Going With the Flow | VideoAlex Hagan | 11/30/2012
Bismarck`s roads aren`t up to the traffic standards western North Dakota has set and drivers are now seeing more bumper to bumper traffic in the Capital City.
"It`s gotten a lot more hectic, I think, because of the oil field and basically the population increase has gone through the roof," said Bismarck resident Peyton Martz.
"I live in Mandan so it`s still kind of a trek for me to get into town," said Mandan resident Jessica Woods.
Bismarck`s population is now approaching 70,000 people. The city is using technology to try to keep up with increasing congestion. Cameras have been set up at busy intersections detecting traffic flow.
"It puts a signal into the cabinet and the controller and the controller controls the signal lights and changes the lights from red yellow and green," said Paul Lies with the city electrical department.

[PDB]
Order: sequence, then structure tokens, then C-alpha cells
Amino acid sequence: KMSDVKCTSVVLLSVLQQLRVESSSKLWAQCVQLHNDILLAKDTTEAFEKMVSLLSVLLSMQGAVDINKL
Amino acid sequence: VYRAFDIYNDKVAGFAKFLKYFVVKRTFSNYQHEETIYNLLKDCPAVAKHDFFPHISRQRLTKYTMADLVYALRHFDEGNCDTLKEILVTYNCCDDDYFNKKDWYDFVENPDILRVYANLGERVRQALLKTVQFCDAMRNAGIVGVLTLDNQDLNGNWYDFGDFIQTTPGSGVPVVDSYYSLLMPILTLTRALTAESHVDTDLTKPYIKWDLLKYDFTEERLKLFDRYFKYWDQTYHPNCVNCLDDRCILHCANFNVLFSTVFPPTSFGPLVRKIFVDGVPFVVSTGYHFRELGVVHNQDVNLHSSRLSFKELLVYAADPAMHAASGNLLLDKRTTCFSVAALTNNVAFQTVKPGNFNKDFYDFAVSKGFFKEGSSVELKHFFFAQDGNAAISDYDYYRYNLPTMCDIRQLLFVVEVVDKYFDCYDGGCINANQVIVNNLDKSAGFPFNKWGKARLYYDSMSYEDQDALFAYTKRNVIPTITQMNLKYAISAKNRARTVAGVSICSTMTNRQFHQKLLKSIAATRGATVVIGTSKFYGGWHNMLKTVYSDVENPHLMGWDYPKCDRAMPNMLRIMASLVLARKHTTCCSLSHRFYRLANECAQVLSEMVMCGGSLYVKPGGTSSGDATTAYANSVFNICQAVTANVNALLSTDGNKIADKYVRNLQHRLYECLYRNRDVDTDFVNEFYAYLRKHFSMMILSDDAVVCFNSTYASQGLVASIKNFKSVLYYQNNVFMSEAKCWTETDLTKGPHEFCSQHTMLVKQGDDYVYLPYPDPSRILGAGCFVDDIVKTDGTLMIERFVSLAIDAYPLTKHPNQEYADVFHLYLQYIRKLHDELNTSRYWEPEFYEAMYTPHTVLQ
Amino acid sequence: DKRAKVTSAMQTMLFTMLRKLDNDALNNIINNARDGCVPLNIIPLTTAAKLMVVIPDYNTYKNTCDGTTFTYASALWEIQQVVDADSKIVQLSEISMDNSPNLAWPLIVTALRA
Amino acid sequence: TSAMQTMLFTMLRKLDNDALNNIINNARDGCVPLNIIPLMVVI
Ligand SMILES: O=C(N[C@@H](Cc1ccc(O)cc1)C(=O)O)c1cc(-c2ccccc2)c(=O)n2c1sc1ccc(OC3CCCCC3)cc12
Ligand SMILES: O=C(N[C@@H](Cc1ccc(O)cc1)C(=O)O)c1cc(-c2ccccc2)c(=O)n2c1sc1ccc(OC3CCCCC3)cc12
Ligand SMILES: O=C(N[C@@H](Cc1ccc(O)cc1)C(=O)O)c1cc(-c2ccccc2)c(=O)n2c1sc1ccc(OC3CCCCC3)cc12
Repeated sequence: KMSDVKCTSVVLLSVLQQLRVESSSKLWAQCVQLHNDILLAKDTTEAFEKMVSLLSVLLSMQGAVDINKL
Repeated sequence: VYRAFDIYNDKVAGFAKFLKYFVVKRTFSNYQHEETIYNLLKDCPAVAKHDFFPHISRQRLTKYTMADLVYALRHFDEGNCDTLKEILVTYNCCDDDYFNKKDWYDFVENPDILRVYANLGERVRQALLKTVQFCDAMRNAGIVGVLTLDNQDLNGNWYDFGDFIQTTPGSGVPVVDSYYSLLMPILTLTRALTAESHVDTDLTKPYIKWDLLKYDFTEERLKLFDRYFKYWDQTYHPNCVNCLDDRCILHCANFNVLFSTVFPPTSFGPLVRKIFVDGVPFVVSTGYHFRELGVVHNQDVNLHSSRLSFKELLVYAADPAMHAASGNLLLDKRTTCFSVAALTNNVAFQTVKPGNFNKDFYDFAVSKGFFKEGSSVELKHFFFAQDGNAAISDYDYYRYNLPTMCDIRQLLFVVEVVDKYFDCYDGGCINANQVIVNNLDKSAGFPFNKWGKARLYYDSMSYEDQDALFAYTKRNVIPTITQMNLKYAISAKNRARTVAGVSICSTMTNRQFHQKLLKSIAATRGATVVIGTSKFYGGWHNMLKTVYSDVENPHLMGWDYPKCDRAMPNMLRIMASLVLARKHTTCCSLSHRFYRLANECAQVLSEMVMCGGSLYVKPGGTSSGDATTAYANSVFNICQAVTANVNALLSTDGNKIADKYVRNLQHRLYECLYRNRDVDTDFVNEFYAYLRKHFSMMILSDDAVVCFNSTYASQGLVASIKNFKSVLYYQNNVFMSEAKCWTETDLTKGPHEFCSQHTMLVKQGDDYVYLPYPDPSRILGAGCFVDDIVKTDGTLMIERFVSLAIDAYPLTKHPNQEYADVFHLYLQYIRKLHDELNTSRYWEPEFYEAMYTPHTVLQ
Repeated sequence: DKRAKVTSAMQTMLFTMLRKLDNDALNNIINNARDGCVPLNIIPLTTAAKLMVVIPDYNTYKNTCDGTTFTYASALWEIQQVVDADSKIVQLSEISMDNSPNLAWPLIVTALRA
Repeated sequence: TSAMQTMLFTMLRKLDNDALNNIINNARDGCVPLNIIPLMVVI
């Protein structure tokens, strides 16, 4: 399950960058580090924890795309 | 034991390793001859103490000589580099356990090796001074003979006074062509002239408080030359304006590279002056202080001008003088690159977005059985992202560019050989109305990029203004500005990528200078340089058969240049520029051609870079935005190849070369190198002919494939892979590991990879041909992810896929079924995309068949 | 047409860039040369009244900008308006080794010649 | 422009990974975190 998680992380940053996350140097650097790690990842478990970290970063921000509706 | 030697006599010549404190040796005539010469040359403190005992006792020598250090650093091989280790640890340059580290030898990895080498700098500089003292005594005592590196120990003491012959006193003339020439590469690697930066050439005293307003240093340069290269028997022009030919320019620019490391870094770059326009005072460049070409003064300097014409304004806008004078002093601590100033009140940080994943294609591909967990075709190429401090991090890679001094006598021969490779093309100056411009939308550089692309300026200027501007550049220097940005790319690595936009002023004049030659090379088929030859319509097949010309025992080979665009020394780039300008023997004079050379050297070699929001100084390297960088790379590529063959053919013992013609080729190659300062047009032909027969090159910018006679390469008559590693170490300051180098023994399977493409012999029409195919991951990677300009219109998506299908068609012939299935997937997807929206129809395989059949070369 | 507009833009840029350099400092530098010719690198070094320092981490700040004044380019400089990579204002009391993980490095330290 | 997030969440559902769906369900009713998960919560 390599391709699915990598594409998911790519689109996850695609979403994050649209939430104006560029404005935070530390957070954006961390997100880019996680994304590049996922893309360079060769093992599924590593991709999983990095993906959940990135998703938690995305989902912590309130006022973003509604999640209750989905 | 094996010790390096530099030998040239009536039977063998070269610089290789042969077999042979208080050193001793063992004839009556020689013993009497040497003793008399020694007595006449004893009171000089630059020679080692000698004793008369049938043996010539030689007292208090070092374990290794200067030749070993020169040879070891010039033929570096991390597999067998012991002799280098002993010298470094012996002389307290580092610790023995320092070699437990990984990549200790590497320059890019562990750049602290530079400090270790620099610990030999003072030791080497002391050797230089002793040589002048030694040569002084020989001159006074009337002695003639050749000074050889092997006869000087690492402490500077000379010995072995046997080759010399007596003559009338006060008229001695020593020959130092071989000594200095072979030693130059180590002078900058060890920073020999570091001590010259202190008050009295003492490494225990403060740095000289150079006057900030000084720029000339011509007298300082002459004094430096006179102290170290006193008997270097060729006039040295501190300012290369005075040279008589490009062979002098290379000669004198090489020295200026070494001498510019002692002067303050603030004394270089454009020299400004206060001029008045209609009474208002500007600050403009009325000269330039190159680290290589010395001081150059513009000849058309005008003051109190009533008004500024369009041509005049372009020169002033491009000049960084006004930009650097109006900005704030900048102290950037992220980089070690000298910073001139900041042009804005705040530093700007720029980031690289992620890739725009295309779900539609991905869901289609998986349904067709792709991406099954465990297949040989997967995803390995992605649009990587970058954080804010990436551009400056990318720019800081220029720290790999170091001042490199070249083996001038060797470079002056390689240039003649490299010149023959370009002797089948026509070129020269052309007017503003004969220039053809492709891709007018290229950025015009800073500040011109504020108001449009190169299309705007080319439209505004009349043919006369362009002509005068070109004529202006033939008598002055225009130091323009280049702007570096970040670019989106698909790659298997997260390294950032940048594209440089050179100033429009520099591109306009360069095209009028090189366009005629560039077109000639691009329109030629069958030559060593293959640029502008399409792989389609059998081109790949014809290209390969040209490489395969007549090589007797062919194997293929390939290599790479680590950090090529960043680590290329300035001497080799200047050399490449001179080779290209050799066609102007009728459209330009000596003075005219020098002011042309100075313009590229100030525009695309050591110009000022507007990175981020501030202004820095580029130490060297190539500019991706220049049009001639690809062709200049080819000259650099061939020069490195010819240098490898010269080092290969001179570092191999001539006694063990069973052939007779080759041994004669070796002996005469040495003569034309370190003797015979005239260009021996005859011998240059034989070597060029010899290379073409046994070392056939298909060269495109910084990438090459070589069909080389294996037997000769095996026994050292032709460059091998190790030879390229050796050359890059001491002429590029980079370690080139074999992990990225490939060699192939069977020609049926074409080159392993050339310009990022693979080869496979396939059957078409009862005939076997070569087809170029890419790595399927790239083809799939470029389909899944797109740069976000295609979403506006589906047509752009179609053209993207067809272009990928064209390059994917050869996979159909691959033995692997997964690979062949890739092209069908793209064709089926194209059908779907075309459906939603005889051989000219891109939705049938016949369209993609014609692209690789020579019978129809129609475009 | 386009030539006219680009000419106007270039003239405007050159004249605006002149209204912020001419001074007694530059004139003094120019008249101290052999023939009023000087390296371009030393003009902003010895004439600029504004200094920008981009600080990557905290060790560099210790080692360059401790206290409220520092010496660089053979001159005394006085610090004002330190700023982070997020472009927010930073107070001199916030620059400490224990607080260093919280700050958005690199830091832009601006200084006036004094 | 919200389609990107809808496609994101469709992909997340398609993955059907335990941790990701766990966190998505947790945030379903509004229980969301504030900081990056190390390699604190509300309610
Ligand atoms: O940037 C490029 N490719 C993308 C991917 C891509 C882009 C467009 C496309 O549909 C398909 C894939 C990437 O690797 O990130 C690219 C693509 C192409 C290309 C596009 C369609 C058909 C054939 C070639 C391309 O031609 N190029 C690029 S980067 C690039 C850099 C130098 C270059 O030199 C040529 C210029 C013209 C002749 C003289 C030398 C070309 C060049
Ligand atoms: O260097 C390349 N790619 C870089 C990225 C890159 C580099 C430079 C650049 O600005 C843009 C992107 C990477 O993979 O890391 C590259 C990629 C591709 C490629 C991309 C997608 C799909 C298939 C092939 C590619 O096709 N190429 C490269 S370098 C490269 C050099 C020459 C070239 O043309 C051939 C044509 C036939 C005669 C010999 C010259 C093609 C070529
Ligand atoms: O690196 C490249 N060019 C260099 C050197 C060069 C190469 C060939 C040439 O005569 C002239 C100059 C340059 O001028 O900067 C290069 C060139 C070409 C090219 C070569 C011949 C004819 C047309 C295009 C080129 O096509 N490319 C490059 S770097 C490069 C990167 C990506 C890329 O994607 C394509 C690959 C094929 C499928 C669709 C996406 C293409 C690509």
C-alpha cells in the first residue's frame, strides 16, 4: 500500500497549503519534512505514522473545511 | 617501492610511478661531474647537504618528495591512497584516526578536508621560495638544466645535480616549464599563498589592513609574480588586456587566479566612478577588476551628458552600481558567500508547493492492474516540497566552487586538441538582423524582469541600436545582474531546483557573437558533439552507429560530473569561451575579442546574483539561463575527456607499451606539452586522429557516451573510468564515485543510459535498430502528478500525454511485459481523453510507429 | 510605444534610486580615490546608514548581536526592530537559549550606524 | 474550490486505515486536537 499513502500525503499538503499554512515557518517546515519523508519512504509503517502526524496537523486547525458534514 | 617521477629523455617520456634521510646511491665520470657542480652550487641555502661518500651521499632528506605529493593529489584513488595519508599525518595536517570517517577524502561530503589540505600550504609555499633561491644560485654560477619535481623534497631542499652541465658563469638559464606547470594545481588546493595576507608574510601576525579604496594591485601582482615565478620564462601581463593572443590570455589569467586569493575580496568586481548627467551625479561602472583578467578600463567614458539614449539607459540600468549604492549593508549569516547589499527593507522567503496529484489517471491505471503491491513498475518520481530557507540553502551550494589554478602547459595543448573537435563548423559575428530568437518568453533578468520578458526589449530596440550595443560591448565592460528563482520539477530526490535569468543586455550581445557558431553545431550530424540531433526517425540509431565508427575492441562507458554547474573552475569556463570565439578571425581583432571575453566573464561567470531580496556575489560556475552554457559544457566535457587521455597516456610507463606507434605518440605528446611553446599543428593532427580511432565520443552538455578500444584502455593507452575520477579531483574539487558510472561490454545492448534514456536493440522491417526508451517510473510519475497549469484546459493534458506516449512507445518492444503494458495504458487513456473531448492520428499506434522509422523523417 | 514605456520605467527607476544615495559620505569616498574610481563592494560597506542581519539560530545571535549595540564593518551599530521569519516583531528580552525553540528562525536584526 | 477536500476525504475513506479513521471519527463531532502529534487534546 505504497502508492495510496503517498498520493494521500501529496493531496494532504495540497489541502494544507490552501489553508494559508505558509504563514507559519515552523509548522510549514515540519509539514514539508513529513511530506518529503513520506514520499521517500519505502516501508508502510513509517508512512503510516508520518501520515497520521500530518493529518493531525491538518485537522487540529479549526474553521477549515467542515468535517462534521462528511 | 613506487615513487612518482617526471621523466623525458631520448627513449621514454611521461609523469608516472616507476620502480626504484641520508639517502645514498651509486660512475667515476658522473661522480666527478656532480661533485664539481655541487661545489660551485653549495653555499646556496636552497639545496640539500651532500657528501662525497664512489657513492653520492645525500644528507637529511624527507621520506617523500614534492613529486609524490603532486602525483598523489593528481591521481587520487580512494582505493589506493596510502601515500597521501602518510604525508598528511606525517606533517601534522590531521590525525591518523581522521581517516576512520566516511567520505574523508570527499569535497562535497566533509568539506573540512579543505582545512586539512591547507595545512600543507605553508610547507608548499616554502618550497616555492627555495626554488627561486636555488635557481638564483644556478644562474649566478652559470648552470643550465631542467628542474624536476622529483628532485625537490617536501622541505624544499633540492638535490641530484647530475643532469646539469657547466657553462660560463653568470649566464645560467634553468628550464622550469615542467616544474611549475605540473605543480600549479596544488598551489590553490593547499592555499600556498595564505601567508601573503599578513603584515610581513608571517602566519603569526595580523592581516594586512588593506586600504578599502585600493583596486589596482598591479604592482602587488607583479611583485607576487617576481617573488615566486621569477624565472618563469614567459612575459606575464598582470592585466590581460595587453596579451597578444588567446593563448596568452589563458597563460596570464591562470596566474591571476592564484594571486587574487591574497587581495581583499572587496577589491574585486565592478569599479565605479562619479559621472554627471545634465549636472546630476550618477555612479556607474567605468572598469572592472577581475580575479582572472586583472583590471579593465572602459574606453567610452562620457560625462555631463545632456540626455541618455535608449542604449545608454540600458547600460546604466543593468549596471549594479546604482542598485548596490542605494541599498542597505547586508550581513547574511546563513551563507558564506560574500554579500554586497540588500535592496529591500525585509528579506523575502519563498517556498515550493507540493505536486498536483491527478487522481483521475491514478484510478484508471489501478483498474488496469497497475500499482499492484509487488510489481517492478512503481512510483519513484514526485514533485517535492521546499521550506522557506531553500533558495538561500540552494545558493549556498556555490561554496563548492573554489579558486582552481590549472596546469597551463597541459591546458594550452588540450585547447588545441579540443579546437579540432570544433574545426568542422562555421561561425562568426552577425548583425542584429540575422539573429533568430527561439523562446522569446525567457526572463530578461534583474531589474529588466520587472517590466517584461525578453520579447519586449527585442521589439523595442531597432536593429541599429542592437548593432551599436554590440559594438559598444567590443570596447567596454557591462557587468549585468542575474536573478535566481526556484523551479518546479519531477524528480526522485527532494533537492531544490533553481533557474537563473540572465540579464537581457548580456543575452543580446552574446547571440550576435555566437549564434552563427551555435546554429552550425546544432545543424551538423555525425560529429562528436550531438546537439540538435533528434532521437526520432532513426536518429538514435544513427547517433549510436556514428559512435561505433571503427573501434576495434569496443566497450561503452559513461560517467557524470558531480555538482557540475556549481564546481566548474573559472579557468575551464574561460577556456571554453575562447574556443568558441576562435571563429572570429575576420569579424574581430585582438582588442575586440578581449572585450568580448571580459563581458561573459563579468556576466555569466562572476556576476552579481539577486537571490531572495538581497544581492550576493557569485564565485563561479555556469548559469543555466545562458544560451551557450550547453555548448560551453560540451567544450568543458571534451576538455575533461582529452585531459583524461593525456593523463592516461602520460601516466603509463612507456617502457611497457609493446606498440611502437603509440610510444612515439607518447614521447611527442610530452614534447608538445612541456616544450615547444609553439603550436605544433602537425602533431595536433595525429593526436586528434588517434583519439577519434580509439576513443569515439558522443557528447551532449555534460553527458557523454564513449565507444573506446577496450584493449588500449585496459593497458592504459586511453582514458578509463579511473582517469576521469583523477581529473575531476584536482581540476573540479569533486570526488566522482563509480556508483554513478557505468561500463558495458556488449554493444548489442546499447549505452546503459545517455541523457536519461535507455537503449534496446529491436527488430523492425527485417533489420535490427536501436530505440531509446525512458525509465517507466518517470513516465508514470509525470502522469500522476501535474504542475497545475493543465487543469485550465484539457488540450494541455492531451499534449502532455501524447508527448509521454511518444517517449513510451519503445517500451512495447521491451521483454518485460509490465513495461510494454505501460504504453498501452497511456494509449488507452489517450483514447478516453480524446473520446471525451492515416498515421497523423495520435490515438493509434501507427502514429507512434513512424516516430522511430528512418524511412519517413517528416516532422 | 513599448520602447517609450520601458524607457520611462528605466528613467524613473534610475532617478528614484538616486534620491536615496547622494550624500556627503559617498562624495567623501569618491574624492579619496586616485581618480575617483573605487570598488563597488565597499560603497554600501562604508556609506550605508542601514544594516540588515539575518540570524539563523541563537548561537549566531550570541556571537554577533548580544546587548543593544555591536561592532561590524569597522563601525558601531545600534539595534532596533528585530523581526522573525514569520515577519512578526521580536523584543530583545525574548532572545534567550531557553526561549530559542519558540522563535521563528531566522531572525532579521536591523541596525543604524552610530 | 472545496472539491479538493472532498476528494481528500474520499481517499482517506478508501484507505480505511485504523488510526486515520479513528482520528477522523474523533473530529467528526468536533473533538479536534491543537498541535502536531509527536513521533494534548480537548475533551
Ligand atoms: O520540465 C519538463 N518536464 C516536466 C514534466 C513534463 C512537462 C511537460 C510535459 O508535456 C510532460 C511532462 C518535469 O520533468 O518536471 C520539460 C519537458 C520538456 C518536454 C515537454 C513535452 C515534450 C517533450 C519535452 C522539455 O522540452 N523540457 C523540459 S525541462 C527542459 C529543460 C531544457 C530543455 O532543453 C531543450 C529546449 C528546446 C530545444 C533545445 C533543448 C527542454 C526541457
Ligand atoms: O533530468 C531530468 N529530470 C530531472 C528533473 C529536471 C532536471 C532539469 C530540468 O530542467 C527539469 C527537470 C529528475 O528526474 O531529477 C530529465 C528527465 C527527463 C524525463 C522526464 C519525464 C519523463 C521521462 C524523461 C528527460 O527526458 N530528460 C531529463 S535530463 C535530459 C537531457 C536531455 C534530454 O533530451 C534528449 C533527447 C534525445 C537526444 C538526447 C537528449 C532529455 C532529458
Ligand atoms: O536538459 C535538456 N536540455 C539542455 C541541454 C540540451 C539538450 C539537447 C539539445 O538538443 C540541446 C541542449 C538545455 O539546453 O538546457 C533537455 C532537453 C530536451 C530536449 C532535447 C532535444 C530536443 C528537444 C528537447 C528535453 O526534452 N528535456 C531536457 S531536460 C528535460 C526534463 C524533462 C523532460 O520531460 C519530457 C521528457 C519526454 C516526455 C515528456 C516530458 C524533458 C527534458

The cameras can detect if there are any vehicles turning left. If there are none, the cameras signal the traffic lights to remain green for straight on traffic. The detectors used to be placed under the pavement, however that technology was less flexible.
"You can change the detection zones. You can move them. You can make them longer, wider. You can add them," Lies said.
City engineers have already installed 40 intersection cameras. They say the new cameras helps with traffic problems.
"We can keep the main roadways flowing more evenly and get more efficient out of the traffic," Lies said.
Drivers will be happy with any approach to improve the issue.
"I think if it`s going to help it`s fine by me," Woods said.
Engineers plan to install three more cameras by the end of the year. City Employees say the cost of the cameras is actually much lower than previous methods to detect traffic flow. They plan to install more in the coming years.